This is the first major V&A exhibition to celebrate the power, artistry and diversity of masculine attire and appearance. The show will trace how menswear has been fashioned and refashioned over the centuries, and how designers, tailors and artists – and their clients and sitters – have constructed and performed masculinity and unpicked it at the seams. Contemporary looks by legendary designers and rising stars – plus outfits worn by Harry Styles, Billy Porter, David Bowie and Marlene Dietrich – will be displayed alongside historical treasures from the V&A’s collections and some landmark loans: classical sculptures, Renaissance paintings, iconic photographs, and powerful film and performance. From looks by Harris Reed, Gucci, Grace Wales Bonner and Raf Simons, to paintings by Sofonisba Anguissola and Joshua Reynolds, and an extract from an all-male dance performance by Matthew Bourne’s New Adventures, the exhibition will showcase the variety of possible masculinities across the centuries from the Renaissance to the contemporary.
From 19th March
Raphael, National Gallery
A painter, draughtsman, architect, archaeologist and poet, Raphael captured in his art the human and the divine, love and friendship, learning and power. In just two decades, Raphael shaped the course of Western culture like few artists before or since. This exhibition, one of the first ever to explore Raphael's complete career, looks at his celebrated paintings and drawings as well as his work in architecture, poetry and design for sculpture, tapestry and prints. With loans from the Hermitage, the Louvre, National Gallery of Art Washington, the Prado Museum, Uffizi Museum, the Vatican Museum and the Galleria Doria Pamphilj, this is an unprecedented opportunity to see the full range of Raphael’s skill, creativity and ingenuity.
9th April-31st July
A Century of the Artist’s Studio 1920-2020, Whitechapel Gallery
Whether it be an abandoned factory, an attic or a kitchen table, it is the artist’s studio where the great art of our time is conceived and created. In this multimedia exhibition, the wide-ranging possibilities and significance of these spaces take centre stage. The exhibition brings together more than 100 works by over 80 artists and collectives from Africa, Australasia, South Asia, China, Europe, Japan, the Middle East, North and South America. They range from modern icons such as Francis Bacon, Pablo Picasso, Egon Schiele and Andy Warhol to contemporary figures such as Walead Beshty, Lisa Brice and Kerry James Marshall. The collection includes paintings, sculptures, installations and films depicting the studio as work of art and presents documentation of artists’ studios by world-renowned photographers and filmmakers. A series of ‘studio corners’ also recreate the actual environments where great art has been produced.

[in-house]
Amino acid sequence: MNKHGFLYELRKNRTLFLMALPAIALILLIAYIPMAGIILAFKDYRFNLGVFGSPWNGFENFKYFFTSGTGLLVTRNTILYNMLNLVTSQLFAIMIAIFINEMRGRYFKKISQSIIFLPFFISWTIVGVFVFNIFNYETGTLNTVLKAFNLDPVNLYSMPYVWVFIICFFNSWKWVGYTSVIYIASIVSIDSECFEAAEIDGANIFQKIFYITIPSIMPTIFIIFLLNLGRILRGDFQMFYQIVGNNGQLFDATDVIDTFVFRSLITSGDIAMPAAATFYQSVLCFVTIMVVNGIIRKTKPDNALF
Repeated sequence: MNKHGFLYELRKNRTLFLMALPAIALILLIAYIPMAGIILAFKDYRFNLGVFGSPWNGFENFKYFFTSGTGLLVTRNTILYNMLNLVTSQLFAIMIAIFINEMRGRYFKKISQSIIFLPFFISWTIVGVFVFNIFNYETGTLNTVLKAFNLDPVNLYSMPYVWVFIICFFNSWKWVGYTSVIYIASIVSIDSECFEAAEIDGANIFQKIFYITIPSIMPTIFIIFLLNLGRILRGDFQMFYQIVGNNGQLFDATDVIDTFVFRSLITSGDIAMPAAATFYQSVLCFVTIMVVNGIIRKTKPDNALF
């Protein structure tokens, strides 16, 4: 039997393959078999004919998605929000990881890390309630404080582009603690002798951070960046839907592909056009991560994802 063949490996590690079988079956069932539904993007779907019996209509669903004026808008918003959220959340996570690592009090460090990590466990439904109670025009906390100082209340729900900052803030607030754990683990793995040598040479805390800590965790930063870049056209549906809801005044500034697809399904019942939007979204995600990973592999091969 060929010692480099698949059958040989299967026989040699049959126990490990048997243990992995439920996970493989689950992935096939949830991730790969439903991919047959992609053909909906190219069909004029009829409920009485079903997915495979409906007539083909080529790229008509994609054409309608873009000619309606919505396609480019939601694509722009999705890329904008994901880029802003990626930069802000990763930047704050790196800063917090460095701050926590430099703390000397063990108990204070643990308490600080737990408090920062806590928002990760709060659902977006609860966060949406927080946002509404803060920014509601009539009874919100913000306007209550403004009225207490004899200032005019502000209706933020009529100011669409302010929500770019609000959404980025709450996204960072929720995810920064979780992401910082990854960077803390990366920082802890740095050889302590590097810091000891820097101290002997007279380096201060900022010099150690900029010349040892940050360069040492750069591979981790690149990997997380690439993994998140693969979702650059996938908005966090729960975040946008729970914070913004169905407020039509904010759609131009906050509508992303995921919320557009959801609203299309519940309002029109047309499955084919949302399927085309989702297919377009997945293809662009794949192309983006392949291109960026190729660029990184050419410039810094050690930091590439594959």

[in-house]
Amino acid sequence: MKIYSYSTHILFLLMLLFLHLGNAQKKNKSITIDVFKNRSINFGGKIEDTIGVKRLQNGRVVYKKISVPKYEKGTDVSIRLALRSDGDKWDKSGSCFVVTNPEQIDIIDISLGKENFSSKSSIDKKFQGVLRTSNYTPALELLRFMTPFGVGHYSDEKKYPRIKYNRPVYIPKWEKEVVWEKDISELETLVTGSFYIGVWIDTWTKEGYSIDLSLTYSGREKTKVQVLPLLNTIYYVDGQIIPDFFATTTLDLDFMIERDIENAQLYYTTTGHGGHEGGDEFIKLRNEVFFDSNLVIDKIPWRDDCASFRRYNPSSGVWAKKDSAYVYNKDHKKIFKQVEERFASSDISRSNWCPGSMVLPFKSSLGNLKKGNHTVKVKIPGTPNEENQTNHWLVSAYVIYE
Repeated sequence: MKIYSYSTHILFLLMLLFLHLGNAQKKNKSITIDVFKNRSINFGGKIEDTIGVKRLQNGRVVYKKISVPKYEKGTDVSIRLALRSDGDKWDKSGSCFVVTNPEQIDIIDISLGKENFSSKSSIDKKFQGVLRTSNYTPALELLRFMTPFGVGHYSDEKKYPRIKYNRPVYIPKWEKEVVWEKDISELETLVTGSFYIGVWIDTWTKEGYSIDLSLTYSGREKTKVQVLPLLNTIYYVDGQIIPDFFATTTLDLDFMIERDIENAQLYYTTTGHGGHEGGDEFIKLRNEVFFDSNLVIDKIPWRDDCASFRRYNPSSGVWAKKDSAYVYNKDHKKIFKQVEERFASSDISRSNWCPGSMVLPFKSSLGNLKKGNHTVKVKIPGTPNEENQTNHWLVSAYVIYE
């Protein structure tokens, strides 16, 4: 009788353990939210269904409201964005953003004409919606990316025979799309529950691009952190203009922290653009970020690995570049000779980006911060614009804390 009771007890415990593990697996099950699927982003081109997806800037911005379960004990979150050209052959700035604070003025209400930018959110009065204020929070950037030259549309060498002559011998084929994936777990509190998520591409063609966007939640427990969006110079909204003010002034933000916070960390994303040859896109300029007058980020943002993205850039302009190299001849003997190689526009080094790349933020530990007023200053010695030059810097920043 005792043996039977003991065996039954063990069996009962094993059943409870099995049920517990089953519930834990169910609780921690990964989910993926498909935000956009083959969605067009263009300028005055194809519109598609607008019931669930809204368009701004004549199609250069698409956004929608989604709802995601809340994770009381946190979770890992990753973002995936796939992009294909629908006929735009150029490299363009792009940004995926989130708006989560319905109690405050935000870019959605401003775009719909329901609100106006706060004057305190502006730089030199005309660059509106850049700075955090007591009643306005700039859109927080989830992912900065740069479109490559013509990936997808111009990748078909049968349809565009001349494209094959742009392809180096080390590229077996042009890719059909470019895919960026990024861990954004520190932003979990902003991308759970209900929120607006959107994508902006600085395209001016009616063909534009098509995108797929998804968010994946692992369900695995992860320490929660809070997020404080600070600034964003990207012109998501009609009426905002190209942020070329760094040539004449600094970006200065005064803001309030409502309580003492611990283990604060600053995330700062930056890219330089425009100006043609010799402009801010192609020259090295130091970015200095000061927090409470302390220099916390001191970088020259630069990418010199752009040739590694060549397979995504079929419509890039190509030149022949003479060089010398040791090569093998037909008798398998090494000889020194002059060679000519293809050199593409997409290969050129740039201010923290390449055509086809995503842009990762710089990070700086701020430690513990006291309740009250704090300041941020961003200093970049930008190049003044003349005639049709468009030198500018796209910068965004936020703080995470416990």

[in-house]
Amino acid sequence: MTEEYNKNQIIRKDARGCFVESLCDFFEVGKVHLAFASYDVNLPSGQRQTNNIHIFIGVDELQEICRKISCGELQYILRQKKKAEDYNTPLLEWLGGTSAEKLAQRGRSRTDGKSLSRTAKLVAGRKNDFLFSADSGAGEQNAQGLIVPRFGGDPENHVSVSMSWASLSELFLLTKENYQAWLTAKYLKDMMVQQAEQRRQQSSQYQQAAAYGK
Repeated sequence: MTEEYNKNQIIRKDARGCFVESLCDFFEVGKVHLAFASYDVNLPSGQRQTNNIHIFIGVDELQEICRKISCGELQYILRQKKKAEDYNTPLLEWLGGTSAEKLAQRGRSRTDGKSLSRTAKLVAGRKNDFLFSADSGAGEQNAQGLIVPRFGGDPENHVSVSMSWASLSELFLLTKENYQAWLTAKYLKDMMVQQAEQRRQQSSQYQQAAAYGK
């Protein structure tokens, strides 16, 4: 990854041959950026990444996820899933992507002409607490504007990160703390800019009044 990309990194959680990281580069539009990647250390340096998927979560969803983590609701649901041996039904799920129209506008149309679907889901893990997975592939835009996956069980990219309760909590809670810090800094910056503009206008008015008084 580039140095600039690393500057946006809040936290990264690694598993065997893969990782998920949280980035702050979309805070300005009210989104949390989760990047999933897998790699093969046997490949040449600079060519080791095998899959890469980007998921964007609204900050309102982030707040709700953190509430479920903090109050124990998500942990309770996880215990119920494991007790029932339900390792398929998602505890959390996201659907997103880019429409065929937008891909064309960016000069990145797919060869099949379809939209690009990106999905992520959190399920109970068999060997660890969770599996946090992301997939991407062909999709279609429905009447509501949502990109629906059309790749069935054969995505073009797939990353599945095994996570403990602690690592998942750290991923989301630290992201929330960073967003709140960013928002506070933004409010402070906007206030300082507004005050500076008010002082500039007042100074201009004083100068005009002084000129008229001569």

17th February-29th May
Amy: Beyond The Stage, Design Museum
Amy Winehouse’s unmistakable voice, confessional lyrics and signature look made her one of the music world's most beloved artists. Until April, visitors to the Design Museum are invited to discover the story of her early career through her recordings and teenage notebooks to unravel the creative process behind her music, and pay tribute to her rich range of influences, from Dinah Washington to Mark Ronson, Camden to 60s pop, Motown to jazz. Explore the outfits she wore during her greatest performances, handwritten lyrics and personal items that have never been exhibited before – including her blue Daphne Fender Stratocaster guitar – to step backstage with a cultural icon.
Until 10th April